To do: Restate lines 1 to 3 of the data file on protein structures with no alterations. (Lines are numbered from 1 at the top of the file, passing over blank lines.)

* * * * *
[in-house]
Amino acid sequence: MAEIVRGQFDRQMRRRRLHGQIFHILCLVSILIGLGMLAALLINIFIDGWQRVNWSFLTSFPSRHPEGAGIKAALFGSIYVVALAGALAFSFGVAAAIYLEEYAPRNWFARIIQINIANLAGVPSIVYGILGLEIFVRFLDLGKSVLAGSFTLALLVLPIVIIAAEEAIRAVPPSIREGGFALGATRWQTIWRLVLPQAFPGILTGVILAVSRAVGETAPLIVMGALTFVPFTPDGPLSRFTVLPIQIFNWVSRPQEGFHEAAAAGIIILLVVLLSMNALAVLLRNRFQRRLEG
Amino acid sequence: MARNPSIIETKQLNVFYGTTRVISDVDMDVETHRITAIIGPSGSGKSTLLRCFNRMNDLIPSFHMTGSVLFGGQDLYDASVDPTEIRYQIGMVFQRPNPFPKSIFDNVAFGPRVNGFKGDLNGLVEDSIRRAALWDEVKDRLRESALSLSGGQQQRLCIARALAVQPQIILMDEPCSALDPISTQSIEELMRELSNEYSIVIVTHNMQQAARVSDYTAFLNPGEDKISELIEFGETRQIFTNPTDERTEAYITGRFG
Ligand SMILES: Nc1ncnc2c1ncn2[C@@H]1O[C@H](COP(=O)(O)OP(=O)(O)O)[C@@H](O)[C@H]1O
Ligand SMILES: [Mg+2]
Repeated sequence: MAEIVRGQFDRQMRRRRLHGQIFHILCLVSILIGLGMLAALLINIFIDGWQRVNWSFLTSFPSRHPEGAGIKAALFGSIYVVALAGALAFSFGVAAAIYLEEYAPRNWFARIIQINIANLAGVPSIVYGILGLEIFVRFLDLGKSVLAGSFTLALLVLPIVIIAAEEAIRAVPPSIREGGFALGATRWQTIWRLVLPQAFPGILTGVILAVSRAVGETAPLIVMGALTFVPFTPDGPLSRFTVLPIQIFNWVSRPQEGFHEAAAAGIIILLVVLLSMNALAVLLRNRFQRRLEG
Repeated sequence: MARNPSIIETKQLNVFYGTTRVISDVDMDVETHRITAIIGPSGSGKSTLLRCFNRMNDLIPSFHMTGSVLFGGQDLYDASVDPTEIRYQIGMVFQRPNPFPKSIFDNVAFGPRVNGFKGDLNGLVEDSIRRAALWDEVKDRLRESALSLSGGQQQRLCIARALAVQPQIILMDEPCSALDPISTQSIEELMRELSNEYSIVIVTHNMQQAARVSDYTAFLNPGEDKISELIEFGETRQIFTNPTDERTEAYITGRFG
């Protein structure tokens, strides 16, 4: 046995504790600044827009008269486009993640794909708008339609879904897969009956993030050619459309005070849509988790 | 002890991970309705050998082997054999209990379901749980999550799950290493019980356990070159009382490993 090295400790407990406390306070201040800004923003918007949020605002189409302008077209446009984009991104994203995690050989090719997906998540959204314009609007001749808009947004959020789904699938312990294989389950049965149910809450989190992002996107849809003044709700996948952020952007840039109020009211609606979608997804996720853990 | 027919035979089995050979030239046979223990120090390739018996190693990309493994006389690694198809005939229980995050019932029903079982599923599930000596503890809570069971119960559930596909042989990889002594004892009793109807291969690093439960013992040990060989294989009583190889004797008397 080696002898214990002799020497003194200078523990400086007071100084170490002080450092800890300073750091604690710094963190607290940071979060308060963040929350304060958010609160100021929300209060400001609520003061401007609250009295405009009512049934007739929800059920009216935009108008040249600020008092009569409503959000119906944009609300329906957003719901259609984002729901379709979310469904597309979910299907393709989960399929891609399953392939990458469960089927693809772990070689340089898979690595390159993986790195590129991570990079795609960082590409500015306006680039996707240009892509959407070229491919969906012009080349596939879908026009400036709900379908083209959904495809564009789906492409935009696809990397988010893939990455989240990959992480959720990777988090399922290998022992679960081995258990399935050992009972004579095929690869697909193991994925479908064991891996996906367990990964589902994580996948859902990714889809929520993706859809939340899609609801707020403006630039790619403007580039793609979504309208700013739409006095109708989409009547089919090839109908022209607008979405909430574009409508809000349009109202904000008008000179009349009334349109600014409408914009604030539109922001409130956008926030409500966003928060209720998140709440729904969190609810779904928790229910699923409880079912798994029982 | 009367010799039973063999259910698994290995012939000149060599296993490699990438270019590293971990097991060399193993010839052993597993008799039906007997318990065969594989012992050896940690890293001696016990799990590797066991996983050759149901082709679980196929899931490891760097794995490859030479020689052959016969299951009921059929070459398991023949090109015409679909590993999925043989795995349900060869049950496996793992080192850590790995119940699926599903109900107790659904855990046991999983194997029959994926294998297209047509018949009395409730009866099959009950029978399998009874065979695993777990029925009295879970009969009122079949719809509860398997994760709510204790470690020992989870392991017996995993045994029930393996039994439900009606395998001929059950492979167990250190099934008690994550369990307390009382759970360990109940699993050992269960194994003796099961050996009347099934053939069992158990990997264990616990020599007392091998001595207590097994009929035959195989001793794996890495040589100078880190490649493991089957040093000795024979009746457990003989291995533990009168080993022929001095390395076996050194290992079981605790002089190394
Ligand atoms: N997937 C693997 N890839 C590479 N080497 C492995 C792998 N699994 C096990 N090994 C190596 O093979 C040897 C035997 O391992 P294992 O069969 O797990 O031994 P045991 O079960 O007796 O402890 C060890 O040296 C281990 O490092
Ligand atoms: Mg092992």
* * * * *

[in-house]
Amino acid sequence: MAEIVRGQFDRQMRRRRLHGQIFHILCLVSILIGLGMLAALLINIFIDGWQRVNWSFLTSFPSRHPEGAGIKAALFGSIYVVALAGALAFSFGVAAAIYLEEYAPRNWFARIIQINIANLAGVPSIVYGILGLEIFVRFLDLGKSVLAGSFTLALLVLPIVIIAAEEAIRAVPPSIREGGFALGATRWQTIWRLVLPQAFPGILTGVILAVSRAVGETAPLIVMGALTFVPFTPDGPLSRFTVLPIQIFNWVSRPQEGFHEAAAAGIIILLVVLLSMNALAVLLRNRFQRRLEG
Amino acid sequence: MARNPSIIETKQLNVFYGTTRVISDVDMDVETHRITAIIGPSGSGKSTLLRCFNRMNDLIPSFHMTGSVLFGGQDLYDASVDPTEIRYQIGMVFQRPNPFPKSIFDNVAFGPRVNGFKGDLNGLVEDSIRRAALWDEVKDRLRESALSLSGGQQQRLCIARALAVQPQIILMDEPCSALDPISTQSIEELMRELSNEYSIVIVTHNMQQAARVSDYTAFLNPGEDKISELIEFGETRQIFTNPTDERTEAYITGRFG